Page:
DVD Release Date: June 14, 2011
Theatrical Release Date: February 25, 2011
Rating: R (for crude and sexual humor throughout, language, some graphic nudity and drug use)
Run Time: 105 min.
Directors: Bobby Farrelly, Peter Farrelly
Actors: Owen Wilson, Jason Sudeikis, Jenna Fischer, Christina Applegate, Richard Jenkins, Stephen Merchant, Tyler Hoechling, Joy Behar, Kathy Griffin
Long before Judd Apatow (Knocked Up, The 40-Year-Old Virgin), Sacha Baron Cohen (Bruno, Borat), and Todd Phillips (Due Date, The Hangover) were shocking moviegoers with seriously below-the-belt humor and the juvenile acts of men who simply refuse to grow up, the Farrelly Brothers were the kings of gross-out comedy, thanks to Dumb & Dumber, There's Something About Mary and Kingpin.
But even guys obsessed with sex and all things scatological still have a beating heart underneath presumably, so with future projects like Shallow Hal, Stuck on You and The Heartbreak Kid, the Farrellys tried serving up a little substance with the swill. The result? Drastically diminished box office returns.
So with Hall Pass, they're returning to what they know best, and trust me, it's not pretty. If anything, the unexpected success of 2009's The Hangover has empowered them (and every other R-rated comedian) to dream up even dirtier jaw-dropping antics that fly in the face of anything resembling good taste. Well, unless your comedic cup of tea involves public defecation or a couple of married forty-something protagonists who shamelessly leer at any remotely attractive woman, even with their wives (who didn't exactly get beaten with an ugly stick, mind you) by their side.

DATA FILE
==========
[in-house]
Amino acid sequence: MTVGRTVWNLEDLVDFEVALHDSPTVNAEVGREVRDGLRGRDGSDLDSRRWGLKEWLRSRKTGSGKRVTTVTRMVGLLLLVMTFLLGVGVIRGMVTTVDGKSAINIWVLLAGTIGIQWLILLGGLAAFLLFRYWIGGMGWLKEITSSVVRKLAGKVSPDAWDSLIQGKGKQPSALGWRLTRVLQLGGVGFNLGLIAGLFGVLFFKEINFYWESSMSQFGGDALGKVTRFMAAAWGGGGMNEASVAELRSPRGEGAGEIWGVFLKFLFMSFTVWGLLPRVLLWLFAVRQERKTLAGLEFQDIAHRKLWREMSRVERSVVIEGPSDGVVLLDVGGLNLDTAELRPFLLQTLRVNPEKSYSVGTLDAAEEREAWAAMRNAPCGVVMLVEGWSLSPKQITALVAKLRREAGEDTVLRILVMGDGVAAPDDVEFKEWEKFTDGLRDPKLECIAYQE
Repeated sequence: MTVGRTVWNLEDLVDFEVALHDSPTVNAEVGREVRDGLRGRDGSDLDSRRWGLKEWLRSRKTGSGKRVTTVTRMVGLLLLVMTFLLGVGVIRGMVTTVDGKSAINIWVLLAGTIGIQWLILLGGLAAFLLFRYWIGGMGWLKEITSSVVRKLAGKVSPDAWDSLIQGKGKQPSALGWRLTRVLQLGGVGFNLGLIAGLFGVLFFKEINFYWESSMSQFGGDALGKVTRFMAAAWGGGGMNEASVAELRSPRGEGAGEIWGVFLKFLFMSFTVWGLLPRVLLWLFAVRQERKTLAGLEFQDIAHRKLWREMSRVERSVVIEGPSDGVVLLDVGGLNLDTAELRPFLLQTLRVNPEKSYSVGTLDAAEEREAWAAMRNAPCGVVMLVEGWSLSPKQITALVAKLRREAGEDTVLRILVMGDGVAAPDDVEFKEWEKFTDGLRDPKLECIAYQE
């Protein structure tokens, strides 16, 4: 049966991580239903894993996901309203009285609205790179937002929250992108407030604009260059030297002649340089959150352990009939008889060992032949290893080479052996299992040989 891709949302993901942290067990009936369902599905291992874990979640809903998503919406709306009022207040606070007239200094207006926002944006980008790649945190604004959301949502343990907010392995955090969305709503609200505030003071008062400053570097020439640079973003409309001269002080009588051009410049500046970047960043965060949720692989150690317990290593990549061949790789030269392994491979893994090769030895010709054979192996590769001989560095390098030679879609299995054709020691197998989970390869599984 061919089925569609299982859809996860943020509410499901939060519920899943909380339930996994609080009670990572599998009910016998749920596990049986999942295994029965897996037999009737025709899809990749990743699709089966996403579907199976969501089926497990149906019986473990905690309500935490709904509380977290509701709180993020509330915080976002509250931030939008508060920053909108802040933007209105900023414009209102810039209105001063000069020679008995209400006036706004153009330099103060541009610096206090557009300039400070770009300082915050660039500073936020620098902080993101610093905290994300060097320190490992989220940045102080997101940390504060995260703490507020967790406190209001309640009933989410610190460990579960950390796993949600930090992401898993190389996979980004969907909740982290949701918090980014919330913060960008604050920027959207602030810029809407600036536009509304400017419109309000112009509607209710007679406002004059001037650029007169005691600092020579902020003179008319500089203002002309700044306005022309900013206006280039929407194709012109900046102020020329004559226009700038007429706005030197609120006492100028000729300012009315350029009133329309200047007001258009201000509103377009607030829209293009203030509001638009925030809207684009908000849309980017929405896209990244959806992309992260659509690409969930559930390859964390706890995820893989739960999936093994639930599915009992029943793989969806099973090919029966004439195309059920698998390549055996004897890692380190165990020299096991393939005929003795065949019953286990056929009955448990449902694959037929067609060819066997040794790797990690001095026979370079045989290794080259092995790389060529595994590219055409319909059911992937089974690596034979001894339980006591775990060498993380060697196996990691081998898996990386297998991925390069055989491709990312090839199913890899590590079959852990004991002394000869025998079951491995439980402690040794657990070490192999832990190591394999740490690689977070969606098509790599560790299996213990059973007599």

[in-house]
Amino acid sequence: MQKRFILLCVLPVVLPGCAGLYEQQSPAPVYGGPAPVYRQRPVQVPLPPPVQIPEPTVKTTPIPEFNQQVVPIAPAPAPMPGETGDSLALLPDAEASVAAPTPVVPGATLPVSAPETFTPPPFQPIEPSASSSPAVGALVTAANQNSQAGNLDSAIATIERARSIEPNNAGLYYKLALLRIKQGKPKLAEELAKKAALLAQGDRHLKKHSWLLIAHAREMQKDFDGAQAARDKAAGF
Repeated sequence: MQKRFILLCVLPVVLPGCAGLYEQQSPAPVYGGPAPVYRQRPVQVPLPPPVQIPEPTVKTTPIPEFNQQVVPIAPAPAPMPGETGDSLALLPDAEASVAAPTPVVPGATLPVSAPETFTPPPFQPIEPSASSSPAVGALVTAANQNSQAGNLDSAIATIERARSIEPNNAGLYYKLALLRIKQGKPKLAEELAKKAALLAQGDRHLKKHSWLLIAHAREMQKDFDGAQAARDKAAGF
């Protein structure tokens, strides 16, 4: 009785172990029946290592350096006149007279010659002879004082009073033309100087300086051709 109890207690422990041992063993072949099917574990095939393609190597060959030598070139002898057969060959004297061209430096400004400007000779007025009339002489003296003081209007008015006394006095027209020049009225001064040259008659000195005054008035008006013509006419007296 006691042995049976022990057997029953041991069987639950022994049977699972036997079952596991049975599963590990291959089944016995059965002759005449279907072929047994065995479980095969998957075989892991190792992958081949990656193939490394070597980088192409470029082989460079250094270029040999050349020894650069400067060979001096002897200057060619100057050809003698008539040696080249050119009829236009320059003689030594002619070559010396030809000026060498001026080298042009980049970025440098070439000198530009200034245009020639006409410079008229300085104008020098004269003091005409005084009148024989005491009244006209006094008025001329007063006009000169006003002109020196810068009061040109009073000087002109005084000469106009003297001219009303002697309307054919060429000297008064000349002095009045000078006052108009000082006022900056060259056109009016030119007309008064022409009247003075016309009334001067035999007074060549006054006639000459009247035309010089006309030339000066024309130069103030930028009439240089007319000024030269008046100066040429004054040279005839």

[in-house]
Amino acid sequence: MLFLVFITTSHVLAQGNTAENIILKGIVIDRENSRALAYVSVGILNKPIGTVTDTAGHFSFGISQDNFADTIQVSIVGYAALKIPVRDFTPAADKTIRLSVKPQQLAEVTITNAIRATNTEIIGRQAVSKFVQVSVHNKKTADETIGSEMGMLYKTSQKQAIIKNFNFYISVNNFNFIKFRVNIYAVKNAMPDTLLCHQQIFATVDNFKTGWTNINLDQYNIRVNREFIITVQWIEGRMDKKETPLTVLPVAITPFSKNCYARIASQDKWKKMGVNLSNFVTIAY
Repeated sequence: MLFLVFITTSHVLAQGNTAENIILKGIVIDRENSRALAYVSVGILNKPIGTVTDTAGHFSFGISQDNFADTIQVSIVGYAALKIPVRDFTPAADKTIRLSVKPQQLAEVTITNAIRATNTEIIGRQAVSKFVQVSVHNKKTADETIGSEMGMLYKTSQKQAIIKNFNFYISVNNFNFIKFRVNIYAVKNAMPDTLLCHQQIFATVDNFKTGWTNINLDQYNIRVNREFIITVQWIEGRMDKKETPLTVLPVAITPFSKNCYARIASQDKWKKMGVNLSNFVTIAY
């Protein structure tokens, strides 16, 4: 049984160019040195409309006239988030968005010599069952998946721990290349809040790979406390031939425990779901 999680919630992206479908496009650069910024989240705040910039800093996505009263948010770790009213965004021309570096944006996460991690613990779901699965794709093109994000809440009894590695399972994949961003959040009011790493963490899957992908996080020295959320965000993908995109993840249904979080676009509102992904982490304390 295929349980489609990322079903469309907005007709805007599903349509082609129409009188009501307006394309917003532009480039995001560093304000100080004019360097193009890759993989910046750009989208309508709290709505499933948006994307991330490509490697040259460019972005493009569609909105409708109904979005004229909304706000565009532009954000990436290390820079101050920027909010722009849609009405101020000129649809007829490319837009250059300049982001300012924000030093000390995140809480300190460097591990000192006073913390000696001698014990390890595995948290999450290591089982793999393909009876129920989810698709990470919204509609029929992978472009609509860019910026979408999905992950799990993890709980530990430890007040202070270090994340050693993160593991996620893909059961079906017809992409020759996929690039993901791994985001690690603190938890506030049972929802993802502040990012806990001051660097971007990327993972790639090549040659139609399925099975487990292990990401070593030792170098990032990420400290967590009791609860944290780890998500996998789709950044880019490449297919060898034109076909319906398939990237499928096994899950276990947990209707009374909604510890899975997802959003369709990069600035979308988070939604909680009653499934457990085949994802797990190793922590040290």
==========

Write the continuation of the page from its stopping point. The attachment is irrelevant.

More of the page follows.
In fact, it's the latter behavior that inspired the movie's title. After Rick's (Owen Wilson) and Fred's (Jason Sudeikis) respective spouses (Jenna Fischer and Christina Applegate) start feeling like they aren't good enough because of the husbands' constant wandering eyes, they eventually heed the unconventional advice of a marriage counselor (Joy Behar) and issue them a hall pass—basically a week off from marriage so they can sow their wild oats.
Of course, Maggie (Fischer) and Grace (Applegate) believe this ridiculous plan will actually help strengthen their marriages by allowing their men to briefly experience the freedom that fidelity doesn't provide. In the end, they hope Rick and Fred will realize how great they've got it. Meanwhile, as you've probably already guessed, the guys are absolutely thrilled by the prospect of living out their fantasies guilt-free and immediately draw up an elaborate battle plan.
Trouble is, they've been out of the game so long that they don't know the first thing about picking up women. As card-carrying members of suburbia, they naturally assume the local Applebee's is the hottie spot du jour. And after binging on calorie-laden appetizers and alcohol with their equally dim-witted pals, their week as "newly single men" only gets worse from there (insert countless raunchy gags here).
Truth be told, there's probably not enough space to elaborate on just how mindless, insulting and lame this movie is. Not only does it have a low-budget look with horrible lighting and sloppy editing that does these actors absolutely no favors, but these characters share very little in common with anyone in the real world. How could men with respectable jobs, loving wives and in Rick's case, three kids, be this immature? It's almost if their lives were scripted in a locker room by a bunch of junior high guys.